According to the United States Census Bureau, individuals achieve the following degree levels earned the following median annual salaries: PhD’s, $100,000 or more; master’s, $63,000; bachelor’s, $55,700; associate’s, $42,000; high school diploma, $32,500. In addition, on average, bachelor’s degree holders earn about $2.3 million over their lifetime, while those with advanced degrees, including master’s, doctoral and professional degrees earning $2.7 million, $3.2 million and $3.7 million, respectively.
$33,800), distance learning, over three years. You get books and some tuition, but mostly you are on your own. Students get together to form study groups; some work hard while others are busy with their jobs and families. Everyone passes.
I managed to find £8,000 for the first year. Then the second year came around and I struggled. I spoke to my student support officer who offered little support. I should have had all the money sorted, he said. Welcome to the real world.
I was working in a bar at the time to pay for the course. Most of my cohort were funded by their companies and then locked into contracts for a few years. That is the way to do an MBA: your firm pays and then guarantees you a job.
They too often evoke dread in math students. Just as frequently, math teachers — particularly if they’re new to the business — have trouble understanding why.
Ben Orlin, an Oakland-based high school math teacher and writer, describes this phenomenon in his popular blog Math With Bad Drawings: “I was shocked to find how fervently my students despised the things they called ‘word problems,’” he writes in the aptly titled post “The ‘Word Problem’ Problem.” “They treated ‘word problems’ as some exotic and poisonous breed.” His students felt that word problems “had nothing to do with the main thrust of mathematics, which was apparently to chug through computations and arrive at clean numerical solutions.”
For its most ardent champions, enthusiasm for coding comes close to evangelism. From Google’s executive chairman Eric Schmidt—“Let’s get the whole world coding!”—and the actor Ashton Kutcher, to the NBA player Chris Bosh and the rap royalty Snoop Dogg—“support tha american dream n make coding available to EVERYONE!!”—teaching kids to code has gained high-profile support and widespread acclaim.
Perhaps for good reason. Jobs in the STEM fields of science, technology, engineering, and math are among the fastest-growing and highest-paying careers for college graduates, and with the pervasiveness of technology in our daily lives, learning to code is increasingly seen as foundational and essential for learning—not unlike reading, writing, and arithmetic. President Obama in a January weekly radio address latched onto the comparison: “In the new economy … it’s a basic skill, right along with the three ‘Rs.’” And the White House has put a lot of stock in that idea, reserving $4 billion in its 2017 federal budget proposal for states to bolster computer-science education, and $100 million of those funds targeted for school districts to establish and expand computer science in classrooms across the country.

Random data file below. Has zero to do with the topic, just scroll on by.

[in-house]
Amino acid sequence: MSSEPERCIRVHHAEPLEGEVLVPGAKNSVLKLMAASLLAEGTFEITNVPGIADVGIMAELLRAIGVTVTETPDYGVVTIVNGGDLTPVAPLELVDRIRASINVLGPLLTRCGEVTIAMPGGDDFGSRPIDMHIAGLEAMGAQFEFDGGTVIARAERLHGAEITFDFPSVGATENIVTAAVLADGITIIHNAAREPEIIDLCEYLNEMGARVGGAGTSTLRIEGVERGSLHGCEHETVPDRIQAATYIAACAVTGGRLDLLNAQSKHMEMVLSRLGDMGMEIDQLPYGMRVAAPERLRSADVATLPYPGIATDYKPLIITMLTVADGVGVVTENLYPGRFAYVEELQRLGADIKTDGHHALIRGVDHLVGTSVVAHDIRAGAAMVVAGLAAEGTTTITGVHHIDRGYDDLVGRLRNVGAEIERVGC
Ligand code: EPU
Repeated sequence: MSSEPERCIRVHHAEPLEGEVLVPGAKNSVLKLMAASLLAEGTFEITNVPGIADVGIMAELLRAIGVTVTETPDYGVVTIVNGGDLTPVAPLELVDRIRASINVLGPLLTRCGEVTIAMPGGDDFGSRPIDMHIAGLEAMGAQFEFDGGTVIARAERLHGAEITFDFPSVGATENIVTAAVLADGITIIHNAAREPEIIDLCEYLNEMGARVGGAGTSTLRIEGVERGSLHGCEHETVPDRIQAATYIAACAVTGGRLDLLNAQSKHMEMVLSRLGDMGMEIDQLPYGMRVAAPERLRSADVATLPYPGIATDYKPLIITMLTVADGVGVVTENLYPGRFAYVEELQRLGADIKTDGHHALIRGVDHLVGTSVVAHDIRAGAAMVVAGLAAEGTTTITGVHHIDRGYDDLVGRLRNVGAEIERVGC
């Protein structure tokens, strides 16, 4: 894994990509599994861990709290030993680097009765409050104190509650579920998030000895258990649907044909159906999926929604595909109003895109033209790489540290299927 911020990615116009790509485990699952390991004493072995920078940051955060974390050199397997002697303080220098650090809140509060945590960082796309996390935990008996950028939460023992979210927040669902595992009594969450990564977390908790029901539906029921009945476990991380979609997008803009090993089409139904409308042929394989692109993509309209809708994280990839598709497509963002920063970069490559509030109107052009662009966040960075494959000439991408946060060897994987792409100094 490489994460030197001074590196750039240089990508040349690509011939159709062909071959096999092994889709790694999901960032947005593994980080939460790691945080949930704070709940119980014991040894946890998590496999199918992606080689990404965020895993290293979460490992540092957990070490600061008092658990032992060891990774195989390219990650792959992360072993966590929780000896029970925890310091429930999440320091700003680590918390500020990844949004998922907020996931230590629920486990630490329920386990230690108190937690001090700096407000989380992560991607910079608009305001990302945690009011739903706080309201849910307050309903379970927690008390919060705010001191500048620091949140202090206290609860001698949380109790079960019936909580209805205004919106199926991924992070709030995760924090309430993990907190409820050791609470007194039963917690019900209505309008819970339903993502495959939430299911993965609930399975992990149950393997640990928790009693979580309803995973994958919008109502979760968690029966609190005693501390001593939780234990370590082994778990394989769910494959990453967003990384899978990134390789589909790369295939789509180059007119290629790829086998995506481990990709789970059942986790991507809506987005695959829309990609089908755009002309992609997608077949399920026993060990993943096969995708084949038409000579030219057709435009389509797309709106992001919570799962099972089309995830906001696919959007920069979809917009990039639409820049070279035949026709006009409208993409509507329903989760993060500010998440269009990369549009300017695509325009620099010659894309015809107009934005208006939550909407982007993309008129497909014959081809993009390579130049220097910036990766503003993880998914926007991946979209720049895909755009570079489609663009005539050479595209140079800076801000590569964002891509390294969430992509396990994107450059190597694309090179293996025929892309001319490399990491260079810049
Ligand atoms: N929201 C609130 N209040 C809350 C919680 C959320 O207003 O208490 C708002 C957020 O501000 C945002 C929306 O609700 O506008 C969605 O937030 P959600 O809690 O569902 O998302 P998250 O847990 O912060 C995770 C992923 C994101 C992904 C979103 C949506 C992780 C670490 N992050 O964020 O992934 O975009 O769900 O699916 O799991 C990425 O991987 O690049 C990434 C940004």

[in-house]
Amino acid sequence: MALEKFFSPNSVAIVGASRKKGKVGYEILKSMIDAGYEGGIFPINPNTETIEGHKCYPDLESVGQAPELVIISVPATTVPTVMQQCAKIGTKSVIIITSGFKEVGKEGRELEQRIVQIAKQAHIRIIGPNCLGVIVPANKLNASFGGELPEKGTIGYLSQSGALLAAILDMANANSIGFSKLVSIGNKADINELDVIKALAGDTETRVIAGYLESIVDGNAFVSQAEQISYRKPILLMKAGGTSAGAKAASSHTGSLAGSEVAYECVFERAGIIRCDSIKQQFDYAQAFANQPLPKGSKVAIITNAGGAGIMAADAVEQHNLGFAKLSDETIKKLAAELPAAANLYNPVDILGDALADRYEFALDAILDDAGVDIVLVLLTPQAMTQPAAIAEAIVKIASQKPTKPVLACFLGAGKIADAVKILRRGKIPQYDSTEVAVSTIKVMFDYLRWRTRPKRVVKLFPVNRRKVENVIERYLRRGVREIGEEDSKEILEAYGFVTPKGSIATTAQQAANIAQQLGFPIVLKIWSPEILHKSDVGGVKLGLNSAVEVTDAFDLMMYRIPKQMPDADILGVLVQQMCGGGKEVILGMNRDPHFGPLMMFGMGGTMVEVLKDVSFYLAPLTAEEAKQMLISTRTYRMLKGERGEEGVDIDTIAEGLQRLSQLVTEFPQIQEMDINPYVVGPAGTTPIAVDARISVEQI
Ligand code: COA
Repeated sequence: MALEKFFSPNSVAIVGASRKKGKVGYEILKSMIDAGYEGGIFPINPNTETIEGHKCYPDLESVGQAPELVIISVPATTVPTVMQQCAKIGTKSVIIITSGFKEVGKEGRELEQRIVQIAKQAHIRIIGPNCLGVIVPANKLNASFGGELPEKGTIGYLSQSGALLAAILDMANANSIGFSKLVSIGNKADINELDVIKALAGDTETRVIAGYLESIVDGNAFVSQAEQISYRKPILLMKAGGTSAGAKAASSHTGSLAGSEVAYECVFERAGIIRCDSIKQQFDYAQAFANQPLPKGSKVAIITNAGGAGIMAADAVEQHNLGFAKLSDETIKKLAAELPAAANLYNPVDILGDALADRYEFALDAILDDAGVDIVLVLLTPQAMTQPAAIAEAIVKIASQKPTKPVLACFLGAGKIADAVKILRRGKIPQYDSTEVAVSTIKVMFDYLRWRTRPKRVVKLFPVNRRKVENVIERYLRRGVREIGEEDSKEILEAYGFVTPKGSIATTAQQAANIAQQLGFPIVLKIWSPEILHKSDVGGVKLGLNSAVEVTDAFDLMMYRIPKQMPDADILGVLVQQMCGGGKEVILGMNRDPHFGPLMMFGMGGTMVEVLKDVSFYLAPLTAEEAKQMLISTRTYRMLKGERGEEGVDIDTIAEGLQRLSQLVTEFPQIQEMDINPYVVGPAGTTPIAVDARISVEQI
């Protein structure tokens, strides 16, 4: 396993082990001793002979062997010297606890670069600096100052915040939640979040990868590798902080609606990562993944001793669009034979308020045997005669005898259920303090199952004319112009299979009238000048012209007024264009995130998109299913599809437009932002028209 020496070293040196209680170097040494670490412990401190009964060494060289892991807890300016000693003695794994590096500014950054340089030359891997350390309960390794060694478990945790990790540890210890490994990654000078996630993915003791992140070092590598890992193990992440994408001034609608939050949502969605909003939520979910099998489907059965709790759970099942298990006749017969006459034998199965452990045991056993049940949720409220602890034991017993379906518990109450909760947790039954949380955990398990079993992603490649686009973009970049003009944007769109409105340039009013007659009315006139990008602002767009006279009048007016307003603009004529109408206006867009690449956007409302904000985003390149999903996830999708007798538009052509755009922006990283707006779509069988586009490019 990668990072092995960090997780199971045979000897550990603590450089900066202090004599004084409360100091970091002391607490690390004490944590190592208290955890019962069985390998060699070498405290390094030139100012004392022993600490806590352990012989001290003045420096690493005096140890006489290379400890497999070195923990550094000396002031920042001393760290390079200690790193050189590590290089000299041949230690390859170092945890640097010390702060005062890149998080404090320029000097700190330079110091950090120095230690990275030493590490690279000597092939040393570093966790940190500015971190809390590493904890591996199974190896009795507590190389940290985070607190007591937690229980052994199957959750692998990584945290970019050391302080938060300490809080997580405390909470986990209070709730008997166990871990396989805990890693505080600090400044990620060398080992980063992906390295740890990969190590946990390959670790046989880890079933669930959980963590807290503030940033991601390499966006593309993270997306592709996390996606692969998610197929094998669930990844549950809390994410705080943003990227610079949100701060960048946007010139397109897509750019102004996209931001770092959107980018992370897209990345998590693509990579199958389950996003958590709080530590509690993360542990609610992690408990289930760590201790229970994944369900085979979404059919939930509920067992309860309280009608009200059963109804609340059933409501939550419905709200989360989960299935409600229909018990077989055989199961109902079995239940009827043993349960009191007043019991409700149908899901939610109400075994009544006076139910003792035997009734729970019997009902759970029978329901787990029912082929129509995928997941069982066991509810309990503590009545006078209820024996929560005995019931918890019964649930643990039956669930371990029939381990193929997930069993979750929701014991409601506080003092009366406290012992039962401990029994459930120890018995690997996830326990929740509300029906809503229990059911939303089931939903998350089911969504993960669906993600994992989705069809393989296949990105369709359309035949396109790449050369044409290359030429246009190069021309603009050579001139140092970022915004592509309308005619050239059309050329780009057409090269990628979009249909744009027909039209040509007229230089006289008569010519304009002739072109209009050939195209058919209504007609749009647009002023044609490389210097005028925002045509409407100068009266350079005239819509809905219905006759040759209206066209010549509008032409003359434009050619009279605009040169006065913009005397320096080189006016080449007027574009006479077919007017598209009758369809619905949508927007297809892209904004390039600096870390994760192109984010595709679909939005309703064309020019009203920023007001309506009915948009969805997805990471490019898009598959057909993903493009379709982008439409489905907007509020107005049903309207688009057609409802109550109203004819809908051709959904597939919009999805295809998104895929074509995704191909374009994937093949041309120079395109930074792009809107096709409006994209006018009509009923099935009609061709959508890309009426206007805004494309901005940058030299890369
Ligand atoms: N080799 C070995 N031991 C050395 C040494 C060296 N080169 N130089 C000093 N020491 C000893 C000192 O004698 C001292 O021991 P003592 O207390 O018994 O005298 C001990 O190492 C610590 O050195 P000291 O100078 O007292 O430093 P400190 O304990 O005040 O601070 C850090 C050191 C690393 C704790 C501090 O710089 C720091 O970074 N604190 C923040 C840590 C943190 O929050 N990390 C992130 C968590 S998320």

FRONTLINE spent months following three young girls who are growing up against the backdrop of their families’ struggles against financial ruin. At a time when one in five American kids lives below the poverty line, Poor Kids is an is an intimate portrait of the economic crisis as it’s rarely seen, through the eyes of children.
Texas Sen. Ted Cruz reliably wins applause with a call to “repeal every word of Common Core.” It’s a promise he will be hard-pressed to keep should he find himself in the White House next January. Aside from the bizarre impracticality of that comment as phrased (Which words shall we repeal first? “Phonics?” “Multiplication?” Or “Gettysburg Address?”), the endlessly debated, frequently pilloried standards – love ’em or hate ’em – are now a deeply entrenched feature of America’s K-12 education landscape.
And a new paper by Omar Gillath at the University of Kansas and Lucas Keefer at the University of Dayton suggests that the more someone moves from place to place, the more likely they are to think of their relationships as disposable—because they’re used to thinking of things as disposable.
Gillath and Keefer did a series of small studies where people took questionnaires about their willingness to dispose of things and people and their history of moving from place to place. They found that people who’d moved around a lot were more willing to get rid of objects (presumably because they have to do a culling of their possessions when they move), and being willing to get rid of things was associated with being willing to cut social ties. And in an experimental study where they primed people to think about moving in the future before they took the “willingness to dispose” survey, even if they didn’t have a nomadic history, they saw the same results.